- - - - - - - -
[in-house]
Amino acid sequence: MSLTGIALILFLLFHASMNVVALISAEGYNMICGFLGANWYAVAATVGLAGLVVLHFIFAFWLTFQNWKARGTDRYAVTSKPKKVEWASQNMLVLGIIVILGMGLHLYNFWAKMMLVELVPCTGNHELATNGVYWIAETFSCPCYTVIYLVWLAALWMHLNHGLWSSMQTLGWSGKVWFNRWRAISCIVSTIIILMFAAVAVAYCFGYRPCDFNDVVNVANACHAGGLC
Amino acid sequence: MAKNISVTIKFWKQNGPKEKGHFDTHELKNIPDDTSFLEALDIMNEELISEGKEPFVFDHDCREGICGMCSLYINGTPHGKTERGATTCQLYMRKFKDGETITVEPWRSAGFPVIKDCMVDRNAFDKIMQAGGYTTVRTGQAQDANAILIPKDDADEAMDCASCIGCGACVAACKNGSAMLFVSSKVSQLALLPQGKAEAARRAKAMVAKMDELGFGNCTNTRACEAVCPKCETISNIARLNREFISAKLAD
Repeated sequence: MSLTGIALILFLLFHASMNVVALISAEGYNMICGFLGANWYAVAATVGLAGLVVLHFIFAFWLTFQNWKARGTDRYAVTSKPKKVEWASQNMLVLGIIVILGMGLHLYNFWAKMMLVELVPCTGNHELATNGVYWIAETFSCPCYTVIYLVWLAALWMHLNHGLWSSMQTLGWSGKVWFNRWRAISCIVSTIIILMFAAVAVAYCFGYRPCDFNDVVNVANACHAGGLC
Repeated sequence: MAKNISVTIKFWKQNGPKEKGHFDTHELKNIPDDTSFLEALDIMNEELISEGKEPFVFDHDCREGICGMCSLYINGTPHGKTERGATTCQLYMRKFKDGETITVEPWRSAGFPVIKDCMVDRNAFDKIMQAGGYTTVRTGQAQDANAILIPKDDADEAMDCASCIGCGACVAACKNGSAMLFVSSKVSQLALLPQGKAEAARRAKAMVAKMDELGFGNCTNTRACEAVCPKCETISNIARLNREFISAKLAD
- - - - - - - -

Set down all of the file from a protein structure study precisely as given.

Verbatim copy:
[in-house]
Amino acid sequence: MSLTGIALILFLLFHASMNVVALISAEGYNMICGFLGANWYAVAATVGLAGLVVLHFIFAFWLTFQNWKARGTDRYAVTSKPKKVEWASQNMLVLGIIVILGMGLHLYNFWAKMMLVELVPCTGNHELATNGVYWIAETFSCPCYTVIYLVWLAALWMHLNHGLWSSMQTLGWSGKVWFNRWRAISCIVSTIIILMFAAVAVAYCFGYRPCDFNDVVNVANACHAGGLC
Amino acid sequence: MAKNISVTIKFWKQNGPKEKGHFDTHELKNIPDDTSFLEALDIMNEELISEGKEPFVFDHDCREGICGMCSLYINGTPHGKTERGATTCQLYMRKFKDGETITVEPWRSAGFPVIKDCMVDRNAFDKIMQAGGYTTVRTGQAQDANAILIPKDDADEAMDCASCIGCGACVAACKNGSAMLFVSSKVSQLALLPQGKAEAARRAKAMVAKMDELGFGNCTNTRACEAVCPKCETISNIARLNREFISAKLAD
Repeated sequence: MSLTGIALILFLLFHASMNVVALISAEGYNMICGFLGANWYAVAATVGLAGLVVLHFIFAFWLTFQNWKARGTDRYAVTSKPKKVEWASQNMLVLGIIVILGMGLHLYNFWAKMMLVELVPCTGNHELATNGVYWIAETFSCPCYTVIYLVWLAALWMHLNHGLWSSMQTLGWSGKVWFNRWRAISCIVSTIIILMFAAVAVAYCFGYRPCDFNDVVNVANACHAGGLC
Repeated sequence: MAKNISVTIKFWKQNGPKEKGHFDTHELKNIPDDTSFLEALDIMNEELISEGKEPFVFDHDCREGICGMCSLYINGTPHGKTERGATTCQLYMRKFKDGETITVEPWRSAGFPVIKDCMVDRNAFDKIMQAGGYTTVRTGQAQDANAILIPKDDADEAMDCASCIGCGACVAACKNGSAMLFVSSKVSQLALLPQGKAEAARRAKAMVAKMDELGFGNCTNTRACEAVCPKCETISNIARLNREFISAKLAD